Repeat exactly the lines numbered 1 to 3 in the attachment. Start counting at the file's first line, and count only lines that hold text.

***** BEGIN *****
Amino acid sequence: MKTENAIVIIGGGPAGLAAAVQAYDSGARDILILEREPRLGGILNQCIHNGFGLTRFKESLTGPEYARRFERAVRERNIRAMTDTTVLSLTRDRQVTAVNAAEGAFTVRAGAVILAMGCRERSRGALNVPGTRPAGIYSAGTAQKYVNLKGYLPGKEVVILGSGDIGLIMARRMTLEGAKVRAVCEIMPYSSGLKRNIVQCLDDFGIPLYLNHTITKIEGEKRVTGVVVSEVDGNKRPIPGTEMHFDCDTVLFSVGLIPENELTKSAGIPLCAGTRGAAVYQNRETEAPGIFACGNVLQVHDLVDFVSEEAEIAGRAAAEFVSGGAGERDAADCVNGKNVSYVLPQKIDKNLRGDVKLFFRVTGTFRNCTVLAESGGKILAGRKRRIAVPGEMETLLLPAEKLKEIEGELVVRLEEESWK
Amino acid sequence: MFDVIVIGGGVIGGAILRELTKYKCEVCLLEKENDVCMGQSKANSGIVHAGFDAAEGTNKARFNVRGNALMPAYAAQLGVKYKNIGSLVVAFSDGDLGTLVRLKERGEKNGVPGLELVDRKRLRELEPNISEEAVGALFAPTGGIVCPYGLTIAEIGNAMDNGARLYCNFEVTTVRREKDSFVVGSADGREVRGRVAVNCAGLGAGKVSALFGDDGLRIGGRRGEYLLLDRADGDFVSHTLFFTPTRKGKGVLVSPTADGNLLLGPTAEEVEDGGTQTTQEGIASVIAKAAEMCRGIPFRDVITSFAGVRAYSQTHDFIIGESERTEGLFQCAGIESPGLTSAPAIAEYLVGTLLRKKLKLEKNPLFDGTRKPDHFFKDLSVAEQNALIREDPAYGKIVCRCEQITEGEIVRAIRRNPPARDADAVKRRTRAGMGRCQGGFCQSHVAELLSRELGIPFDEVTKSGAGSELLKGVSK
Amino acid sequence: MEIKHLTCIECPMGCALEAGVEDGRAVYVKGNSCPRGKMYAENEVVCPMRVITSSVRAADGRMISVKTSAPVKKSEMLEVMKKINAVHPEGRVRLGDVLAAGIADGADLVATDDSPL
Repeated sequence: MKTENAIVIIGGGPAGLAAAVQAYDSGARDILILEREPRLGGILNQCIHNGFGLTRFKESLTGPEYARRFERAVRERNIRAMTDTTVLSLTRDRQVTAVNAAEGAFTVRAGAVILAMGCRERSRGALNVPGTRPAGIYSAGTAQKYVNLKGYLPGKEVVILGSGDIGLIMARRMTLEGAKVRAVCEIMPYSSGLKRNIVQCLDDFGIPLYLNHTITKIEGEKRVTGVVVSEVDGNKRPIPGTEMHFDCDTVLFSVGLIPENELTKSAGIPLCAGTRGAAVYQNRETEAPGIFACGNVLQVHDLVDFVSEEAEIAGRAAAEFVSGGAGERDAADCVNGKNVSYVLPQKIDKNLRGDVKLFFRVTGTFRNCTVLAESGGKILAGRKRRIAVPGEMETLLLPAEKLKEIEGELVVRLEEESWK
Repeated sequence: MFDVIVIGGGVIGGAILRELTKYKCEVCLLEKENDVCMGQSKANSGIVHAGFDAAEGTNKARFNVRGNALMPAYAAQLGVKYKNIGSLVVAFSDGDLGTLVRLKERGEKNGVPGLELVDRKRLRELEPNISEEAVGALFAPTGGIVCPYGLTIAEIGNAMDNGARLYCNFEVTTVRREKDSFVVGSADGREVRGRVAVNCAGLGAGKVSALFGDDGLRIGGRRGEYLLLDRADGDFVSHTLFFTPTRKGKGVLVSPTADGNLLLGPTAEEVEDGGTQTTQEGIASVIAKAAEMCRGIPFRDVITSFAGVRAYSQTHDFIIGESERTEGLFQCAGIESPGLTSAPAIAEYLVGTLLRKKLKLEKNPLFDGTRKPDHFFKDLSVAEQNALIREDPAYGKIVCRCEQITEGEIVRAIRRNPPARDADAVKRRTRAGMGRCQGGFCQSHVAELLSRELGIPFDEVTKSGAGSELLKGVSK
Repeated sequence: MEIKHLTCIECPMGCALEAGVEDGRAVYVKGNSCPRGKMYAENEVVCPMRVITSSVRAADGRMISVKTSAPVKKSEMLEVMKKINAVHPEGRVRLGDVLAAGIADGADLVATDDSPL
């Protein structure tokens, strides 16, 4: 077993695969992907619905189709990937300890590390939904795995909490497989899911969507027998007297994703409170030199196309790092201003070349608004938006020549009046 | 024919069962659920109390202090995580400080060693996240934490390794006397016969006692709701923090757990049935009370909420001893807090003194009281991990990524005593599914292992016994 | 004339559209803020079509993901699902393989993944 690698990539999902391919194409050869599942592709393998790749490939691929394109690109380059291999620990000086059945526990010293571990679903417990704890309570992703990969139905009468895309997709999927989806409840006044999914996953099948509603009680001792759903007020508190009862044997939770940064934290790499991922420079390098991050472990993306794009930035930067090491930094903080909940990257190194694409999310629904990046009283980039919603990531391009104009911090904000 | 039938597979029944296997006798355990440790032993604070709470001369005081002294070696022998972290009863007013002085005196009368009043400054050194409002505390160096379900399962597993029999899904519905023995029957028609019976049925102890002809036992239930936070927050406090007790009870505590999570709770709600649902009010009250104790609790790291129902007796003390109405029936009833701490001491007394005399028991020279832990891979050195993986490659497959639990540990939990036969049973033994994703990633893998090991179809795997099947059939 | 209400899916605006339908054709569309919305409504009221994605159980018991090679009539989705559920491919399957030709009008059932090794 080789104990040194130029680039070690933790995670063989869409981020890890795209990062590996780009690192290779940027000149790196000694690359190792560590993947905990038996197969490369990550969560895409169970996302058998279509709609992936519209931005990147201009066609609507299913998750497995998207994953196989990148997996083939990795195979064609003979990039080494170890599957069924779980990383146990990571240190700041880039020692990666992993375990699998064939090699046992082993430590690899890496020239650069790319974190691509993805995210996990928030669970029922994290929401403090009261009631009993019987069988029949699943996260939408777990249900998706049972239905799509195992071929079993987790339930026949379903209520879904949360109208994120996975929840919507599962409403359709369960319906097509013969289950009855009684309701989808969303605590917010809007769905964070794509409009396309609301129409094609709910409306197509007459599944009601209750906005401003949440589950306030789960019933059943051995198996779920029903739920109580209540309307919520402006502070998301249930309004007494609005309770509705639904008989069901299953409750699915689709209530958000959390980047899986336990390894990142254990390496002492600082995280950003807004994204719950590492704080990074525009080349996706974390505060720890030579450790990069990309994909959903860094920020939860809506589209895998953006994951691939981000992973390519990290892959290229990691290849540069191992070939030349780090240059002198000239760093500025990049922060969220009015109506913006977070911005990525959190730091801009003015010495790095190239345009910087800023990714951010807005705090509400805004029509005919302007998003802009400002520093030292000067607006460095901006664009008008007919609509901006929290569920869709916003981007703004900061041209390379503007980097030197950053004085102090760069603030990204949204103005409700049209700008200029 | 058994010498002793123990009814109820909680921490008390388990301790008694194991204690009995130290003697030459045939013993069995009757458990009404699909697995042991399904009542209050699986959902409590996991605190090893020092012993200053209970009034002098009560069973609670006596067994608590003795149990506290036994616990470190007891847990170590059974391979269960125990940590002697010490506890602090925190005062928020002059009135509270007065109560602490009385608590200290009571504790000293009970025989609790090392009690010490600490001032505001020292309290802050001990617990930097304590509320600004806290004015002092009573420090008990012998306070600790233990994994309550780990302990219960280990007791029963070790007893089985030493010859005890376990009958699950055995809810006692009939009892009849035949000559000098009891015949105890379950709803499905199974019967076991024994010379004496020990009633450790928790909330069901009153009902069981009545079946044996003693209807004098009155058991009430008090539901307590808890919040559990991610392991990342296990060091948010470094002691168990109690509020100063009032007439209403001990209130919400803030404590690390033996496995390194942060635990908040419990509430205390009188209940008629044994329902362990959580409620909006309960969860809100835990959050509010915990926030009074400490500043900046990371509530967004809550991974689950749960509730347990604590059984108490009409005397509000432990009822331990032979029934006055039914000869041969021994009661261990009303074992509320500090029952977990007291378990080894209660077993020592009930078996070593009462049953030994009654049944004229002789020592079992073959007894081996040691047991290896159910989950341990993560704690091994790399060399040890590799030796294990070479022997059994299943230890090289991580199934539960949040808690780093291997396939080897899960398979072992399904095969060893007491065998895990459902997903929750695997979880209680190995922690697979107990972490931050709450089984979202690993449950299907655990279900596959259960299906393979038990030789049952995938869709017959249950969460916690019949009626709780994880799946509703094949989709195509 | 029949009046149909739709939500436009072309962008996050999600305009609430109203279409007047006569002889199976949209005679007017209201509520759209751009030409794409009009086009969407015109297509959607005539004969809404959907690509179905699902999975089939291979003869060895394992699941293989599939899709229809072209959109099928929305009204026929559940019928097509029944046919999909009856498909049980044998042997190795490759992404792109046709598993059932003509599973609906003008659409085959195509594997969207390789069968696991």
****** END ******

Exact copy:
Amino acid sequence: MKTENAIVIIGGGPAGLAAAVQAYDSGARDILILEREPRLGGILNQCIHNGFGLTRFKESLTGPEYARRFERAVRERNIRAMTDTTVLSLTRDRQVTAVNAAEGAFTVRAGAVILAMGCRERSRGALNVPGTRPAGIYSAGTAQKYVNLKGYLPGKEVVILGSGDIGLIMARRMTLEGAKVRAVCEIMPYSSGLKRNIVQCLDDFGIPLYLNHTITKIEGEKRVTGVVVSEVDGNKRPIPGTEMHFDCDTVLFSVGLIPENELTKSAGIPLCAGTRGAAVYQNRETEAPGIFACGNVLQVHDLVDFVSEEAEIAGRAAAEFVSGGAGERDAADCVNGKNVSYVLPQKIDKNLRGDVKLFFRVTGTFRNCTVLAESGGKILAGRKRRIAVPGEMETLLLPAEKLKEIEGELVVRLEEESWK
Amino acid sequence: MFDVIVIGGGVIGGAILRELTKYKCEVCLLEKENDVCMGQSKANSGIVHAGFDAAEGTNKARFNVRGNALMPAYAAQLGVKYKNIGSLVVAFSDGDLGTLVRLKERGEKNGVPGLELVDRKRLRELEPNISEEAVGALFAPTGGIVCPYGLTIAEIGNAMDNGARLYCNFEVTTVRREKDSFVVGSADGREVRGRVAVNCAGLGAGKVSALFGDDGLRIGGRRGEYLLLDRADGDFVSHTLFFTPTRKGKGVLVSPTADGNLLLGPTAEEVEDGGTQTTQEGIASVIAKAAEMCRGIPFRDVITSFAGVRAYSQTHDFIIGESERTEGLFQCAGIESPGLTSAPAIAEYLVGTLLRKKLKLEKNPLFDGTRKPDHFFKDLSVAEQNALIREDPAYGKIVCRCEQITEGEIVRAIRRNPPARDADAVKRRTRAGMGRCQGGFCQSHVAELLSRELGIPFDEVTKSGAGSELLKGVSK
Amino acid sequence: MEIKHLTCIECPMGCALEAGVEDGRAVYVKGNSCPRGKMYAENEVVCPMRVITSSVRAADGRMISVKTSAPVKKSEMLEVMKKINAVHPEGRVRLGDVLAAGIADGADLVATDDSPL